Similarly, this “away” instance stays away even when your device is offline. It doesn’t work like Talk did, where your device constantly disconnects and reconnects itself on a daily basis. So if you’re wiping your phone or transferring to a new phone, you might want to sign out of Hangouts first, to avoid having instances hanging around all the time.

In a fully-Google ecosystem where everyone’s using Hangouts as their client, it “won’t matter” (but it’s a bad practice for them to be doing that.) However, as Google wants to keep XMPP compatibility around, people will keep using IM clients, and consequently, keep the idea of presence.

Google+ Hangouts, from a power power user’s perspective

August 9, 2013

Somehow, messaging’s really hard to get right. There are so many wants and needs from so many varying types of users. Unfortunately Google has taken a “my way or else” approach on most of their products, and while it has worked well in some places, it has really backfired in others. Some might say that Hangouts is one of them. I’m in between – I’m not sure if Hangouts is one of them, but I can certainly see why people think so.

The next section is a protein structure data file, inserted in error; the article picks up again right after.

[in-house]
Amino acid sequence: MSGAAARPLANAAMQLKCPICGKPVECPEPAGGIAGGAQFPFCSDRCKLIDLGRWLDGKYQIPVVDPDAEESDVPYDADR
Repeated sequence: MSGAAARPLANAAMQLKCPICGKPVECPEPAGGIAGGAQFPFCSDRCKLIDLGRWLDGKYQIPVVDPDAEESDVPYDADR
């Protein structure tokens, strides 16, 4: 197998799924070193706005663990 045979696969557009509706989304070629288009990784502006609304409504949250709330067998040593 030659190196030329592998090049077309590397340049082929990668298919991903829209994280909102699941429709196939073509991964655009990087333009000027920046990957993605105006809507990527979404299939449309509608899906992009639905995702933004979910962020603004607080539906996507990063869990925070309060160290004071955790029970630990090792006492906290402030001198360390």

When Google I/O 2013 hit, everyone was wondering what big messaging changes Google would bring to the scene. Google made a huge disruption in the IM industry in 2004-2005 when it launched Gmail and Google Talk. People still used AOL Instant Messenger (popularly known as “AIM”) as their primary messenger, having to work around screennames and other limitations. Google Talk was an improvement in the sense that it worked with email addresses and a “universal” protocol, XMPP. However, it did have many feature limitations, most of whom people ended up not caring about. It also pushed the concept of being available on multiple devices at once – primarily, your phone, directly competing against the piece of shit that is SMS and MMS.